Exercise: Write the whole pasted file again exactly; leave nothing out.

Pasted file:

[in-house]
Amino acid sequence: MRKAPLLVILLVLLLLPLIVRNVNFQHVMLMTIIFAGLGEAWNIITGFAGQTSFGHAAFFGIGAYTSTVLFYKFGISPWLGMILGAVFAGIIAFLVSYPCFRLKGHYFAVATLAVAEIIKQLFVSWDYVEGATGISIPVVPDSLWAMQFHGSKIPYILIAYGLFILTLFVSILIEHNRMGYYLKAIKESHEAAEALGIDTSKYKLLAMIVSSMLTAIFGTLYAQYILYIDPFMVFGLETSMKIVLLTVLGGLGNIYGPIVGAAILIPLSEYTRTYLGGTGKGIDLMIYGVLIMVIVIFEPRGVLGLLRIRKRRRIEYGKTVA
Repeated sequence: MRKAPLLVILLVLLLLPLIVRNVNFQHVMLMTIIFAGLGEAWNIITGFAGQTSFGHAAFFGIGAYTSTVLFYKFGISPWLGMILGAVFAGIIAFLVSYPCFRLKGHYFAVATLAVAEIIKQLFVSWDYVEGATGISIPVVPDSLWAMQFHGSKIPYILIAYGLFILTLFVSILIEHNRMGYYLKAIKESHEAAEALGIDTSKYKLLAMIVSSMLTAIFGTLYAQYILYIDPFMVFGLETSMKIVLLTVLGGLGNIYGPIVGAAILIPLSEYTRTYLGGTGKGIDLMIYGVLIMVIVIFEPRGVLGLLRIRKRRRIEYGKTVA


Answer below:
[in-house]
Amino acid sequence: MRKAPLLVILLVLLLLPLIVRNVNFQHVMLMTIIFAGLGEAWNIITGFAGQTSFGHAAFFGIGAYTSTVLFYKFGISPWLGMILGAVFAGIIAFLVSYPCFRLKGHYFAVATLAVAEIIKQLFVSWDYVEGATGISIPVVPDSLWAMQFHGSKIPYILIAYGLFILTLFVSILIEHNRMGYYLKAIKESHEAAEALGIDTSKYKLLAMIVSSMLTAIFGTLYAQYILYIDPFMVFGLETSMKIVLLTVLGGLGNIYGPIVGAAILIPLSEYTRTYLGGTGKGIDLMIYGVLIMVIVIFEPRGVLGLLRIRKRRRIEYGKTVA
Repeated sequence: MRKAPLLVILLVLLLLPLIVRNVNFQHVMLMTIIFAGLGEAWNIITGFAGQTSFGHAAFFGIGAYTSTVLFYKFGISPWLGMILGAVFAGIIAFLVSYPCFRLKGHYFAVATLAVAEIIKQLFVSWDYVEGATGISIPVVPDSLWAMQFHGSKIPYILIAYGLFILTLFVSILIEHNRMGYYLKAIKESHEAAEALGIDTSKYKLLAMIVSSMLTAIFGTLYAQYILYIDPFMVFGLETSMKIVLLTVLGGLGNIYGPIVGAAILIPLSEYTRTYLGGTGKGIDLMIYGVLIMVIVIFEPRGVLGLLRIRKRRRIEYGKTVA